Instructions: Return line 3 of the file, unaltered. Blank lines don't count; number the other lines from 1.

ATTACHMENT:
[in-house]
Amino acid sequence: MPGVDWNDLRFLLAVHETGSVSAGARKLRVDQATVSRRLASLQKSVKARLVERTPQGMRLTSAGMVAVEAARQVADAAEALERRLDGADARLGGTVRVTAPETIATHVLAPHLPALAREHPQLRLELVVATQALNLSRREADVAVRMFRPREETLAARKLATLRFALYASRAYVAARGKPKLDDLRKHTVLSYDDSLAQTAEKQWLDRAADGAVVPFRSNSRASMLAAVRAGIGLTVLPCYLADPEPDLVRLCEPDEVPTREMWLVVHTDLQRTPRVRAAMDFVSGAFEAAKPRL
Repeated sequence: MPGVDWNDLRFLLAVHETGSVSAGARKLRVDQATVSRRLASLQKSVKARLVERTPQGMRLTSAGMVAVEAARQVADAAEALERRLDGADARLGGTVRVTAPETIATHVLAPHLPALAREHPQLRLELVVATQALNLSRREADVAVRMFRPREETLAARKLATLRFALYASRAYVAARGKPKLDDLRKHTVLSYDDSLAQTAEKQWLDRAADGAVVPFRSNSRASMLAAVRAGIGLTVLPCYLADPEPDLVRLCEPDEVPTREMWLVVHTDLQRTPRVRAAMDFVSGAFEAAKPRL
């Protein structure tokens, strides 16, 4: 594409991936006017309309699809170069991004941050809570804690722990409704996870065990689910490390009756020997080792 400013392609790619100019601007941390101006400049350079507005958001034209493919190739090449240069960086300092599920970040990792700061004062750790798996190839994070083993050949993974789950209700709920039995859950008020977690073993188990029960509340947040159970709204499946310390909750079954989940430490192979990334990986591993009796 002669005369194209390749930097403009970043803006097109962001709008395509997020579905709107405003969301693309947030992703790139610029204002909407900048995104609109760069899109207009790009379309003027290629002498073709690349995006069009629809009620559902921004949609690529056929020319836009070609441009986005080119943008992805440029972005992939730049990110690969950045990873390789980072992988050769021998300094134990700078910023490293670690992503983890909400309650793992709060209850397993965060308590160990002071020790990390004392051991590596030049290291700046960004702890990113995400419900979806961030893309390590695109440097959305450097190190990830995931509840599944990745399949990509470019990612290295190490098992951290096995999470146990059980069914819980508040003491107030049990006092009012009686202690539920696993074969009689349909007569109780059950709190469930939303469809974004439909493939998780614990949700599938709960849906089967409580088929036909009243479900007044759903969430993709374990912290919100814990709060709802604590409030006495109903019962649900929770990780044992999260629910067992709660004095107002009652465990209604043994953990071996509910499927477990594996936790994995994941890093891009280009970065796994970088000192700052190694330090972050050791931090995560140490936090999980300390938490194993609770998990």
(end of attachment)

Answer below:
Repeated sequence: MPGVDWNDLRFLLAVHETGSVSAGARKLRVDQATVSRRLASLQKSVKARLVERTPQGMRLTSAGMVAVEAARQVADAAEALERRLDGADARLGGTVRVTAPETIATHVLAPHLPALAREHPQLRLELVVATQALNLSRREADVAVRMFRPREETLAARKLATLRFALYASRAYVAARGKPKLDDLRKHTVLSYDDSLAQTAEKQWLDRAADGAVVPFRSNSRASMLAAVRAGIGLTVLPCYLADPEPDLVRLCEPDEVPTREMWLVVHTDLQRTPRVRAAMDFVSGAFEAAKPRL